Results of the confirmatory analysis were extended through explor- atory analyses of activity across the entire brain. A number of different exploratory analyses were conducted. The first was a conjunction test, which identified brain regions showing a consistent response to low- frequency events across all tasks (inhibition, detection, and selection). For a region to be identified in this analysis, it had to show a significant main effect of time in each of the four low-frequency conditions (positive responses only). The second analysis was a disjunction test, which identified brain regions showing a selective response to one of the task conditions. For a region to be identified in this analysis, it had to meet two simultaneous criteria: (i) a strong positive event-related response in one of the tasks (main effect of time); and (ii) a significant condition × time interaction when compared against each of the other conditions. The third analysis examined brain activity on errors versus correct trials. Error- related analyses (both confirmatory and exploratory) were conducted by selectively averaging correct and error trial responses after first collapsing across the four low-frequency task conditions, and the two equal- frequency conditions. Difference time-courses were then constructed for low-frequency errors (treating low-frequency correct as the baseline), equal-frequency errors (equal-frequency correct as baseline), and low- frequency correct (high-frequency correct as baseline). For a region to be identified as showing an error-related response in this analysis, it had to meet three simultaneous criteria: (i) an event-related response on low- frequency error trials; (ii) an event-related response on equal-frequency error trials; and (iii) a significant accuracy × time interaction when comparing low-frequency error versus low-frequency correct trial activity.

Results

Behavioral Data Analyses

Because of technical problems, behavioral data from four subjects were unusable. Consequently, analyses were conducted on the remaining 10 subjects. However, during pilot behavioral testing for the study, behavioral data were collected on an additional 30 subjects. The pattern of results (and primary statistical effects) discussed below were essentially the same in this larger sample of subjects. Thus, the results appear to be stable and reliable.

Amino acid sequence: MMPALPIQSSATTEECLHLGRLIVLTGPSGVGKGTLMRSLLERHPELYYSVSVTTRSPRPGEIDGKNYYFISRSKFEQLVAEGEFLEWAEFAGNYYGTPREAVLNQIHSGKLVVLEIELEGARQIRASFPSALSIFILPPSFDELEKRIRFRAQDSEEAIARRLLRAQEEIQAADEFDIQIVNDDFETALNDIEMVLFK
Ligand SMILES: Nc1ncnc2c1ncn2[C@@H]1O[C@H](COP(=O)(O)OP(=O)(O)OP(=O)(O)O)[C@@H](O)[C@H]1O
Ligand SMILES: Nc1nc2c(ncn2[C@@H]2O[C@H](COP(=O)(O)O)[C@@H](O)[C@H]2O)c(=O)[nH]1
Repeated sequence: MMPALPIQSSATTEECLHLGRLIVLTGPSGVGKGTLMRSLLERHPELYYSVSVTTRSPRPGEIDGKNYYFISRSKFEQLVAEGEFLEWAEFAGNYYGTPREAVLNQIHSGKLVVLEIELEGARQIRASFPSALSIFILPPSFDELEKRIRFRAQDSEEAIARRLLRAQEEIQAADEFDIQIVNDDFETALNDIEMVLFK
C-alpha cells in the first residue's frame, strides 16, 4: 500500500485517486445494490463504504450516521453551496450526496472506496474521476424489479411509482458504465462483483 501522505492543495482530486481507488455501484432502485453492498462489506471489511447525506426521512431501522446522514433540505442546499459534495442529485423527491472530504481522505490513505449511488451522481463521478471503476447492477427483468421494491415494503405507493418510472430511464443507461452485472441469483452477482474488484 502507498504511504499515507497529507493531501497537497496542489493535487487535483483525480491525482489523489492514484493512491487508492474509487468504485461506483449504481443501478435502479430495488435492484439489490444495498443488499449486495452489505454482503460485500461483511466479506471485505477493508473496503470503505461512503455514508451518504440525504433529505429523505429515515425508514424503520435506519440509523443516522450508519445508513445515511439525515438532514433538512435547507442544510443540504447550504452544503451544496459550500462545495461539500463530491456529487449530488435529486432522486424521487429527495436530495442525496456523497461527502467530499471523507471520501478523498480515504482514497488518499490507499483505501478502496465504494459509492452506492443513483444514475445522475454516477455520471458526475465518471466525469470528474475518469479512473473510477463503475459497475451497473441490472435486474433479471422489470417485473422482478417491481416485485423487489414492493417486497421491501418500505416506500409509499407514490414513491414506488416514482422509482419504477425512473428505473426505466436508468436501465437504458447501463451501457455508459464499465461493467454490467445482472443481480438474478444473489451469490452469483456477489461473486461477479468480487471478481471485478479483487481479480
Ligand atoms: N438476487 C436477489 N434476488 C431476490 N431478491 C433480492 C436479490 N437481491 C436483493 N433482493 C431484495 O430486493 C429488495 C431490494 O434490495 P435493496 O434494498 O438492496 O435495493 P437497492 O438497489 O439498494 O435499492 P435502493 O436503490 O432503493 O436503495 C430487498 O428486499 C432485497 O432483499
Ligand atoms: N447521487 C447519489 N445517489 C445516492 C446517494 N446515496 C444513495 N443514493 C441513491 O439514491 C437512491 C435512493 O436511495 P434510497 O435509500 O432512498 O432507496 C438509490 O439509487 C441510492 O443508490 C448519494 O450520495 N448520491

As can be seen in Table 1, across all task conditions subjects showed poorer performance in their responses to low-frequency events compared to high-frequency events. We formalized this assertion by submitting the accuracy data to a 4 × 2 ANOVA with task (inhibition, detection, selection — low X, and selection — low non-X) and frequency (low, high) as factors. A highly significant main effect of frequency was found [F(1,9) = 12.3, P < 0.01], such that greater errors were made to the low- frequency stimuli. In addition, both the main effect of task [F(3,27) = 4.6, P = 0.01] and the task × frequency interaction [F(3,27) = 5.1, P < 0.01] were significant. Both of these effects appeared to be due to the high rate of commission errors made on the Go/No-go inhibition task, which led both to an overall higher error rate and a greater difference in performance across low- and high- frequency stimuli.

Although the reaction time (RT) data on all four tasks could not be examined in an analogous fashion (because subjects did not respond to all stimuli in the response inhibition and target detection tasks), we did conduct an ANOVA for the two response selection tasks using condition (low X, low non-X) and frequency (low, high) as factors. Again a highly significant main effect of frequency was found [F(1,9) = 160.4, P < 0.001] such that responses were slower to the low-frequency stimulus. A condition × frequency interaction was also observed [F(1,9) = 11.2, P < 0.01], such that the difference in RT (correct trials only) between low- and high-frequency stimuli was greater in the low-X condition. Thus, across all task conditions, performance was poorer for low-frequency events than high-frequency events, which is consistent with the hypothesis that low-frequency events elicit a greater degree of conflict.

We next examined the effect of the frequency manipulation on performance. For each task condition, we compared per- formance on the low versus equal frequency conditions (see Table 1). For response inhibition, subjects made significantly fewer errors of commission on No-go trials in the equal- frequency condition [F(1,9) = 3.22, P < 0.01]. In comparing Go trial responses in this condition against the target detection condition (which had low-frequency Go trials), it was found that accuracy was unchanged [F(1,9) = 0.1, NS] and RTs were faster [F(1,9) = 10.9, P < 0.01]. In the equal-frequency response selection task, performance improved for both the X (errors: F(1,9) = 14.1, P < 0.01; RT: F(1,9) = 3.2, P > 0.1] and non-X stimuli [errors: F(1,9) = 4.73, P = 0.06; mean RT: F(1,9) = 7.8, P < 0.05]. Thus, across all three task conditions, increasing the frequency of the relevant events led to improved performance on those events.

Of the 10 subjects with usable behavioral data, eight made over five errors on low-frequency trials (when collapsing across the four low-frequency task conditions). Consequently, these eight subjects' data were used for analyses of error-related brain activity.

Method Validation